Everyday Living

Community Pressure Saves Vera Davis Center

By Roger Linnett

The City tried to push one past the Oakwood Community, and the Community pushed back. The result is that the city’s “done deal” of turning the social service center into an art gallery run by the Cultural Affairs Department (CAD) won’t be happening. Instead, the Community Development Department (CDD) will continue as the managing entity of the Center.

Venice and Oakwood residents in need will not be turned away when they seek help at the Center, located at 610 California Ave. While the majority of people seeking help are Black and Latino residents, Venetians of all colors and neighborhoods rallied to say no to the City’s plans.

A meeting of the Venice Town Council galvanized a standing-room only crowd of mostly Oakwood residents on April 21. Out of that meeting came petitions, coordinated phone calls and personal contacts with Councilmember Bill Rosendahl’s office and with officials of the CAD and the CDD. Neighborhood Council Board member Ivonne Guzman was instrumental in demanding answers for the sudden change in function for the Center,  answers that City bureaucrats usually didn’t have.

Self-government of the Center became a real possibility with the formation of the Vera Davis Collaborative, made up of representatives of a number of service agencies operating out of the Center that included the Latino Resource Organization, Venice 2000, Venice Bulldogs, the Tech Team and the Mildred Cursh Foundation. Outside agencies such as the Holiday Venice Tenants Association, Venice Community Housing Corporation and the Beachhead also lent their support.

In a letter to the “Tenants of the Vera Davis Community Center” dated June 20, Carolyn Weiss, Director of the Central-West Regional Area of the CDD, stated that, “Although it was the intention of the City to transfer the VDC management to the Cultural Affairs Dept., the research and discussions showed that the transfer is ‘unfeasible’ at this time.”

There were several issues that influenced the decision against the transfer, chief among them that the CDA had no staff or funding available to run the center at this time. Furthermore, an RFP (Request for Proposal) to select an agency to manage the facility would not be ready for release by the City Council for approximately 12 months.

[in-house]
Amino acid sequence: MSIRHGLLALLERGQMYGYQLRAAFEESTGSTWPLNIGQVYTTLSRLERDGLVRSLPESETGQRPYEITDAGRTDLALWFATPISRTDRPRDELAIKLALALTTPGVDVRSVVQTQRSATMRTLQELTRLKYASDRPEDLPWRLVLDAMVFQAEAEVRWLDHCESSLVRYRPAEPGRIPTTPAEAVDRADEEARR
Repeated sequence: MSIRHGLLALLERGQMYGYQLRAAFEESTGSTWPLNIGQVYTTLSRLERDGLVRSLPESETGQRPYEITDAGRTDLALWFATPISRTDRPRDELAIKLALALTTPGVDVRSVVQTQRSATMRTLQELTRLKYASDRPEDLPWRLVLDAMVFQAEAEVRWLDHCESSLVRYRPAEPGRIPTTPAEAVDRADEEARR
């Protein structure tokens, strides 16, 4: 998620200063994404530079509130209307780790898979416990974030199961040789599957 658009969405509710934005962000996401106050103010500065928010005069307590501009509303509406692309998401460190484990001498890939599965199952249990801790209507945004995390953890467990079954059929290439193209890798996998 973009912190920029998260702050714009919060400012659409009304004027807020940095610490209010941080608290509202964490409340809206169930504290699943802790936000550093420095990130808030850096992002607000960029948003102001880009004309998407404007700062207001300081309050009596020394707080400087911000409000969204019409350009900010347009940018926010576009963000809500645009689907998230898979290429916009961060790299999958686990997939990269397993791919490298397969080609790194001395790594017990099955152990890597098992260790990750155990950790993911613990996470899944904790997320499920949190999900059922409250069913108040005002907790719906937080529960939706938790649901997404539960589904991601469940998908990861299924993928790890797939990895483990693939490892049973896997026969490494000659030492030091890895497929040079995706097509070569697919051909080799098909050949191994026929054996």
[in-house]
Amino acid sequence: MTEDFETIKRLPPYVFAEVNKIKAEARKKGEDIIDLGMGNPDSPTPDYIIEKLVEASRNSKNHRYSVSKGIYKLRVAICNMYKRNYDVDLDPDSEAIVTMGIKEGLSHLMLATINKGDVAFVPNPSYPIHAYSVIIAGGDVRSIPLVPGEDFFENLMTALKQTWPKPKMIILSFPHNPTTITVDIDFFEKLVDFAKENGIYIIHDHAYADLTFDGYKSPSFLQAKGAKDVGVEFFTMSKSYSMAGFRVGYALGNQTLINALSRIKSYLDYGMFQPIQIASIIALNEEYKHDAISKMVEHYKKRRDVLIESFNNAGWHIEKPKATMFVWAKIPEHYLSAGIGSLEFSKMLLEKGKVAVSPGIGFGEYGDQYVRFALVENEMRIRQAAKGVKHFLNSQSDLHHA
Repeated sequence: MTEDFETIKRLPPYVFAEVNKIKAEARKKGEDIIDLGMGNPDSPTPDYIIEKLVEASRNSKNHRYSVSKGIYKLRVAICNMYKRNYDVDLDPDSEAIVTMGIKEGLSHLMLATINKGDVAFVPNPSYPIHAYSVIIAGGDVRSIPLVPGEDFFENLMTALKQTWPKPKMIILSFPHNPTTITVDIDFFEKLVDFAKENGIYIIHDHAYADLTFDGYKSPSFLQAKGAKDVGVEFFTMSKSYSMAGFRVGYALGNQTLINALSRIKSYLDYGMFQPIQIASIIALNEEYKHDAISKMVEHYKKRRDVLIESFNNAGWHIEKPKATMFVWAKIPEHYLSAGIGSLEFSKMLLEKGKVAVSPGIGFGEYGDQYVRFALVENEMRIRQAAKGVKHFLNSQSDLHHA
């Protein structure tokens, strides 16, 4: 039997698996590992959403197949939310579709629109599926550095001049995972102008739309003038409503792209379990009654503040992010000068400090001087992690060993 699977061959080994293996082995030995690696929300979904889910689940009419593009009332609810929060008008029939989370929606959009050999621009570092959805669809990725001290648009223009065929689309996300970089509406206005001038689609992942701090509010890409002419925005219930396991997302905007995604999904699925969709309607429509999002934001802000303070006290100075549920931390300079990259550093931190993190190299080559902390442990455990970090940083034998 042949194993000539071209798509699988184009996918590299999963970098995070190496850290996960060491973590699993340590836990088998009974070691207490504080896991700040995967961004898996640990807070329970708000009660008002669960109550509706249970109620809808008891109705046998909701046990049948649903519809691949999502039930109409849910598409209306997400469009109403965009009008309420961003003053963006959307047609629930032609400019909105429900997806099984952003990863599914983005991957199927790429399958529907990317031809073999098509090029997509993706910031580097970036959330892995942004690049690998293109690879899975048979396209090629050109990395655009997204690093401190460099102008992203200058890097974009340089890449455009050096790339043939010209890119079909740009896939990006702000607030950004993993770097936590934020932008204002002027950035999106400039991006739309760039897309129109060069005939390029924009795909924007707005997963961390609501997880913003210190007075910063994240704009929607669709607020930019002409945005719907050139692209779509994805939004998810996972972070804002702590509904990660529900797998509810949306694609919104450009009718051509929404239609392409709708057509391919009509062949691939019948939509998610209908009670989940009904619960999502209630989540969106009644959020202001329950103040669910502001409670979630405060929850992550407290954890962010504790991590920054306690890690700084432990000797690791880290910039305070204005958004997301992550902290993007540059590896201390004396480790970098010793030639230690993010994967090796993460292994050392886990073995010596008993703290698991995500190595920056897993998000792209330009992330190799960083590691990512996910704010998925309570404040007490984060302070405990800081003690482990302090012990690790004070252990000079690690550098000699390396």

Another factor, as reported in last month’s Beachhead, was Councilman Rosendahl’s office finding $60,000 in General Fund monies, now grown to $80,000 to run VDC for the coming year. As such the CDD intends to keep the current operating days and hours at VDC, and are amenable to schedule changes to accommodate program activities.

There will be some changes, however. Long-time Center Director, Cliff McClain, will be transferred to the Central-West administrative offices. He will be replaced by three part-time staffers under the supervision of Eddie Nuno, who will be working out of the Tom Bradley Center.

This change creates a crisis in continuing the food distribution activities, which many local residents depend on. These new staff personnel will not be able to use a City-owned vehicle for the twice-weekly trips for food procurement for the center’s free food program, which McClain had always done.  According to Ms. Weiss’ letter, the “tenant agency staff” will have to assume the expense and logistics for continuing this service. Also, Court-ordered Community Service workers will no longer be available for the center due to the lack of on-site supervision.

In a recent telephone interview, Ms. Weiss was asked about the status of the Prop K funds, and the Bureau of Engineering’s plans for the VDC. She said that the Prop K funds, $100,000 for FY2011-12, and $400,000 for subsequent years were allocated and will be available when needed.

For the next year, all the current tenants and programs will continue to operate as usual; however, tenants will need to relocate while the improvements are carried out. A portion of the $100,000 from Prop K will be used to help tenants in that effort.

When asked about the VDC’s status as an L.A. Historic-Cultural Monument, and the attendant laws concerning changes to the structure, Ms. Weiss advised that the improvements under consideration by the BOE were things like expanding restroom facilities to make them ADA compliant, and replacing old plumbing in the Spanish Colonial Revival-style edifice that was built in 1930. The structure and appearance of the building would be unaltered.

Greta Cobar and Jim Smith also contributed to this article.